Wild Recipes

Grouse Rahmschnitzel with Chanterelles

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I’m sure most of us have heard of schnitzel before; that delicious Austro-German dish of pounded flat veal or pork cutlets coated in breadcrumbs and fried until crispy.

What you may not know is that there are many types of schnitzel out there. There’s Weiner Schnitzel, an Austrian version that involves a pounded veal cutlet served with lemon, there’s Jägerschnitzel, or hunter’s schnitzel, a German and Austrian version served with a dark mushroom cream sauce, Zigeunerschnitzel which is a Romani version served with tomatoes, peppers, and onions, Münchner Schnitzel which gets seasoned with horseradish or mustard before frying, and there’s Rahmschnitzel which is served with a white cream sauce, sometimes containing mushrooms. Other countries outside of Austria and Germany also have their own versions of schnitzel and many people now eat schnitzel made from other meats like chicken or game.

I wanted to do a grouse schnitzel, which I knew would be super mild and delicate, so I decided to go the rahmschnitzel route and serve it with a mild cream sauce, to which I added chanterelle mushrooms which add lots of flavour without overwhelming the delicate grouse.

The grouse breast worked great for schnitzel; almost surprisingly so. Be sure to pound the breasts out lightly, as the meat is quite delicate and an overzealous blow with the meat mallet could smash it to pieces. Use fine breadcrumbs rather than the coarser panko to get a lighter, crispier coating.

Served with German-style potatoes and some steamed beans, this made for an excellent dinner!

Serves: 4
Time to Make: 60 minutes
Also Make With: Pheasant, Partridge

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Grouse Rahmschnitzel with Chanterelles

Recipe by Adam Berkelmans
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Course: Wild Recipes


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  • For the Schnitzel
  • 4 boneless, skinless grouse breasts

  • 1 cup all-purpose flour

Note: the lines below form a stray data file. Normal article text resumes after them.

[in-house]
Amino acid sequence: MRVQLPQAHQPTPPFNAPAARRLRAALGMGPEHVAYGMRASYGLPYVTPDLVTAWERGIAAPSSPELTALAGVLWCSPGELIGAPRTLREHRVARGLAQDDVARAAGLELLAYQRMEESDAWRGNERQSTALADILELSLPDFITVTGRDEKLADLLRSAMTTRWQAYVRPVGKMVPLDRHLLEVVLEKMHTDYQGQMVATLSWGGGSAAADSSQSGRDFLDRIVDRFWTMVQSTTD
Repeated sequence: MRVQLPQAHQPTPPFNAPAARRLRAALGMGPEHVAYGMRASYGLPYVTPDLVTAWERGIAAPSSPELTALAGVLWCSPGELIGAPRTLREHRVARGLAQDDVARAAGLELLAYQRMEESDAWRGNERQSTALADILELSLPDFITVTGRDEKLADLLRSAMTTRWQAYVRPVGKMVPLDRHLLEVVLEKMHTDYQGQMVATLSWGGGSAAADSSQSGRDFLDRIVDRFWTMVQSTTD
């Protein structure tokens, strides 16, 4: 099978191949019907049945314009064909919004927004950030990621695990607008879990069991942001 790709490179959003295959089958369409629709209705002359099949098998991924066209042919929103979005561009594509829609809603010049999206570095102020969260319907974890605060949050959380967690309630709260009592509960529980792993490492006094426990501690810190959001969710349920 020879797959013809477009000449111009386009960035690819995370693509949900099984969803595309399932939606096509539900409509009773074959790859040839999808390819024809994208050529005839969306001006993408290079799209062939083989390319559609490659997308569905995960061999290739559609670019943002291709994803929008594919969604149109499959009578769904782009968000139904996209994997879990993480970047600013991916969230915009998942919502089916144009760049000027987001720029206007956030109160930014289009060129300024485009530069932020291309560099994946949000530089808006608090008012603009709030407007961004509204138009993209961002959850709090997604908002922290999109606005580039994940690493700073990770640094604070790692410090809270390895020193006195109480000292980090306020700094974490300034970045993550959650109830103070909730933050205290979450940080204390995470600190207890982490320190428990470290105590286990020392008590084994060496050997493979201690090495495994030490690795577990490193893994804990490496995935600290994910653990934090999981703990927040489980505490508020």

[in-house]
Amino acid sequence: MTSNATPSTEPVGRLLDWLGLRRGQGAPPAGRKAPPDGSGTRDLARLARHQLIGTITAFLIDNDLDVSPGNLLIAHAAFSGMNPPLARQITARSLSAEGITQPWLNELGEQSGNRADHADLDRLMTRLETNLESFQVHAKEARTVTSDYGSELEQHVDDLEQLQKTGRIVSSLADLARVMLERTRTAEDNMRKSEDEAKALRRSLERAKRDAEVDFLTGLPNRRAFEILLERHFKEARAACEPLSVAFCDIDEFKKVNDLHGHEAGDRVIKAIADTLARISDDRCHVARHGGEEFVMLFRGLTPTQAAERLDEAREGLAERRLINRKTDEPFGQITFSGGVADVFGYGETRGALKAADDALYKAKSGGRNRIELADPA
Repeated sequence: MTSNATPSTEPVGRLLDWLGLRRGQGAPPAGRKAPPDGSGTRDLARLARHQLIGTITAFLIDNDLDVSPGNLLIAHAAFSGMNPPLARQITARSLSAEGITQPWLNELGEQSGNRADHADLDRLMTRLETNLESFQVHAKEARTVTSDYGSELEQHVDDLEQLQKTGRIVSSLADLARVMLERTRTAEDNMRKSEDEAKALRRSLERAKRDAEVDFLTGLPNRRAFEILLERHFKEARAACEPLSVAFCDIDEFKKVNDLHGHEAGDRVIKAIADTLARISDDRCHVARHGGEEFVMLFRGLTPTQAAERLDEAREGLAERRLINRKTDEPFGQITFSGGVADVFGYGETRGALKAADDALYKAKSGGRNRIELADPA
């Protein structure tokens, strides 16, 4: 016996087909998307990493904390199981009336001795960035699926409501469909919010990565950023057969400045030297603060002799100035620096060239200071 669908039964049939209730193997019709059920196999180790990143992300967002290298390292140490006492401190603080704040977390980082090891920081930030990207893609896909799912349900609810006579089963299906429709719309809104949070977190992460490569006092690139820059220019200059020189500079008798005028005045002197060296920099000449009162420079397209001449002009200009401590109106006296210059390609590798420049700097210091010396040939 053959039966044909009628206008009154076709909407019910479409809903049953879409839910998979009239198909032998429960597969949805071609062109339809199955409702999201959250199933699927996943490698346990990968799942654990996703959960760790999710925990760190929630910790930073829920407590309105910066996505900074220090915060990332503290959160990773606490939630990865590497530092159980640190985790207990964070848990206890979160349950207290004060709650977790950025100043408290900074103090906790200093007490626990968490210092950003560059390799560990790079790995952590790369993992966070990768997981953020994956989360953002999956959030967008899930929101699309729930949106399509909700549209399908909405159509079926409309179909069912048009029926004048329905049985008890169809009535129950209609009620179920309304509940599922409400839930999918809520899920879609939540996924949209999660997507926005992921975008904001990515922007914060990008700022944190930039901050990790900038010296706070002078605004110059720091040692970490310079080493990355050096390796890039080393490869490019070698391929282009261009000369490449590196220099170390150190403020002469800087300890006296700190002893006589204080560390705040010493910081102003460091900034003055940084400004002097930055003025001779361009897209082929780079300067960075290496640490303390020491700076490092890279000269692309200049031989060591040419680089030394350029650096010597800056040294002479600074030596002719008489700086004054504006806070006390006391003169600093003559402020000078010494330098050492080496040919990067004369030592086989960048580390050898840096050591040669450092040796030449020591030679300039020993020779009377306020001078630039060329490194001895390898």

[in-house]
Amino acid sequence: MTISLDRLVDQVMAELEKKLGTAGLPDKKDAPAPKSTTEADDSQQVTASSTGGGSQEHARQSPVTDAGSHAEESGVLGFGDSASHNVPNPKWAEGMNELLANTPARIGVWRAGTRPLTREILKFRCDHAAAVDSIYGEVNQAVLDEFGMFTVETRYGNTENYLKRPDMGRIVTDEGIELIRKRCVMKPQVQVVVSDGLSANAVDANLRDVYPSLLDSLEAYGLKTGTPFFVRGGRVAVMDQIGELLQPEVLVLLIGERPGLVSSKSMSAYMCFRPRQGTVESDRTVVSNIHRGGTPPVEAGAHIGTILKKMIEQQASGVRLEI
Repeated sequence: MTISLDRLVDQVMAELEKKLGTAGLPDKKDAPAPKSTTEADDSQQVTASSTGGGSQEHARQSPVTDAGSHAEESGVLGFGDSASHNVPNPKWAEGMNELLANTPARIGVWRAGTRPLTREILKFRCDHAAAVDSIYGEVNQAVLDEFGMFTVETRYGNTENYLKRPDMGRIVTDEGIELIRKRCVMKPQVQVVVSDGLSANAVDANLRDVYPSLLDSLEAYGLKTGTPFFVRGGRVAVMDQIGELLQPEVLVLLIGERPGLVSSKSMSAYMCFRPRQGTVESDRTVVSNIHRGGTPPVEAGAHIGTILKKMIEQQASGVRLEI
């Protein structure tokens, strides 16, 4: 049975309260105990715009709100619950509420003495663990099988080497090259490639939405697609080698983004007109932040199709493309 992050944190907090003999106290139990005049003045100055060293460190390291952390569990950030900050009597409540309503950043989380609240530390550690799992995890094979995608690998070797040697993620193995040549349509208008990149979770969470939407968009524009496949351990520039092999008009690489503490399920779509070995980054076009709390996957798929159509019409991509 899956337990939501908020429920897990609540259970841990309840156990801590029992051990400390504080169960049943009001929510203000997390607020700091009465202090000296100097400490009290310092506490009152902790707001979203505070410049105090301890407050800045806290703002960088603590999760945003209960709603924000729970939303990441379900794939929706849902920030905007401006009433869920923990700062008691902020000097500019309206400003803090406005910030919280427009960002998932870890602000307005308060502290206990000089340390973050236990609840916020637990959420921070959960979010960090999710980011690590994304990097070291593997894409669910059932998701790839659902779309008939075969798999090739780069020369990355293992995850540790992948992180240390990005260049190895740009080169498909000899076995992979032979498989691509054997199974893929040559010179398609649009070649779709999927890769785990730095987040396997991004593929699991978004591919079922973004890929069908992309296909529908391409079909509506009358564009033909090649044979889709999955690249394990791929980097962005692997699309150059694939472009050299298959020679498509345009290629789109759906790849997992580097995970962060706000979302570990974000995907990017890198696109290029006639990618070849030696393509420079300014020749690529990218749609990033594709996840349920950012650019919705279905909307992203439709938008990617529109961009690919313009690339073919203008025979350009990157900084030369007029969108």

• 1 teaspoon Kosher salt

  • 1 teaspoon black pepper

  • 2 eggs, beaten

  • 1 cup fine breadcrumbs

  • For the Sauce
  • 8 oz chanterelle mushrooms, chopped

  • 1 tablespoon butter

  • 1/4 cup white wine or chicken/grouse stock

  • 1 garlic clove, minced

  • 1 tablespoon all-purpose flour

  • 1/4 teaspoon ground nutmeg

  • 1 scallion, minced

  • 1/2 cup heavy cream

  • Kosher salt

  • Black pepper

  • For the Sides
  • 12 small potatoes (or 6 medium potatoes, halved), peeled

  • 1 tablespoon butter

  • 2 tablespoons chopped parsley

  • 1 lb green or yellow beans, trimmed


  • For the Schnitzel
  • Prepare three bowls, one with the flour, one with the beaten eggs, and the last with the breadcrumbs. Season the flour with salt and pepper.
  • Take a grouse breast and cover it in plastic wrap. Gently pound it with a meat mallet, wine bottle, or pan until it is about ¼ of an inch thick. Repeat with the other breasts.
  • Add about an inch of oil to a skillet and bring to 350°F.
  • Dip pounded breasts in flour, then eggs, then breadcrumbs, fry in hot oil for about 1 minute per side. Drain on paper towels.
  • Keep warm in a low oven while you finish the rest of the meal. Garnish with parsley and flaky salt if desired.
  • For the Sauce
  • Melt the butter in a skillet over medium heat. Add chanterelles and cook for 5 minutes. Add garlic, flour, nutmeg, and scallion and cook for 1 minute. Add wine or stock and cook until liquid has mostly evaporated. Take off of heat and slowly stir in the cream. Season with salt and pepper to taste.
  • For the Sides
  • Peel potatoes, cover with water, add a pinch of salt and bring to a boil. Reduce to a strong simmer and cook until potatoes are tender all of the way through. Drain, and put the drained potatoes in the pot over low heat until the residual water evaporates. Add the butter and parsley and toss until all of the potatoes are coated.
  • Steam beans for 7 minutes until tender. Season lightly with salt and pepper.

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Adam Berkelmans

Adam Berkelmans, also known as The Intrepid Eater, is a passionate ambassador for real food and a proponent of nose to tail eating. He spends his time between Ottawa and a cozy lake house north of Kingston, Ontario. When not cooking, he can be found hunting, fishing, foraging, gardening, reading, traveling, and discovering new ways to find and eat food.

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